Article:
LONDON (Reuters) - A lobby group representing leading financial services firms in Britain said on Wednesday that urgent clarity on the country’s exit from the European Union was needed to secure jobs rather than access to a single market.
The Investments and Savings Association (TISA), which counts banks and mutual funds among its 160 members, said in a statement it had submitted initial proposals to the Treasury which did not require “passport” rights to sell products across the EU or need the free movement of people.
“(The) industry needs to know the government’s proposed direction of travel now so it can make the necessary preparations in readiness for the new relationship with the EU.”
A deal that did not provide British firms with full access to the single market “should not be an insurmountable problem” if the government matched EU laws under a process of “third-country equivalence”, TISA added.
That could then be matched by a reciprocal deal which allowed 8,000 EU firms currently doing business within the UK to continue as well, said TISA, which includes BlackRock (BLK.N) and Legal & General (LGEN.L) among its members.
By doing so, TISA said Britain could create a two-tier structure, with those firms wanting to trade financial services in the EU doing so under one rule book, and those who just want to sell to British customers operating with fewer rules.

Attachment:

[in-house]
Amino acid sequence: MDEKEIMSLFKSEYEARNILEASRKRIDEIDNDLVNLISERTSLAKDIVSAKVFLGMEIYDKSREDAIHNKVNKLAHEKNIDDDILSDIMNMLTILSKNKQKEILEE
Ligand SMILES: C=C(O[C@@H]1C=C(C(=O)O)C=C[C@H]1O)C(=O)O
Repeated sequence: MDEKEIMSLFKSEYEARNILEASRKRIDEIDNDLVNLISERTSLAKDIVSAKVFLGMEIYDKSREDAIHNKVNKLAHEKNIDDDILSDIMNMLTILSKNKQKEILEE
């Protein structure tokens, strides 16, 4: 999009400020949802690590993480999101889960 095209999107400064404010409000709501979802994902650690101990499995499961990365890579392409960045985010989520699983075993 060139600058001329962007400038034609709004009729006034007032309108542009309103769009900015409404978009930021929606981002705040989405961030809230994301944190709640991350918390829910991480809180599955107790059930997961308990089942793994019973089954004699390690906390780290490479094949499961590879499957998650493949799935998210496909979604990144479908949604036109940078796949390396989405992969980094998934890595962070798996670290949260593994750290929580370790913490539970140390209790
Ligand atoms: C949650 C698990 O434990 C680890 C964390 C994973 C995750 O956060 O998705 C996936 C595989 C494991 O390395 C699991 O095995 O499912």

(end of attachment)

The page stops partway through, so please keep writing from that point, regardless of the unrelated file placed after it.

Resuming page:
“It is vital that firms can see a clear vision of what the Government’s negotiating stance will be so they can commence planning for its implementation,” Director General David Dalton-Brown said, adding that TISA’s plan would mean “minimal impact for the 113,000 UK jobs dependent upon trade with the EU and the 8,000 EU financial services that are trading inside the UK.”
TISA also called on the government to attract more global, non-EU financial services to Britain by developing a well-regulated market appropriate for the world outside of the EU, and said it was essential to keeping it as a world center.
“UK firms need to feel confident that they have ongoing access to the pool of EU and non-EU talent, supported by a faster visa process, while those professional people already working in UK financial services need to be reassured that we want them to stay,” TISA said.
Editing by Alexander Smith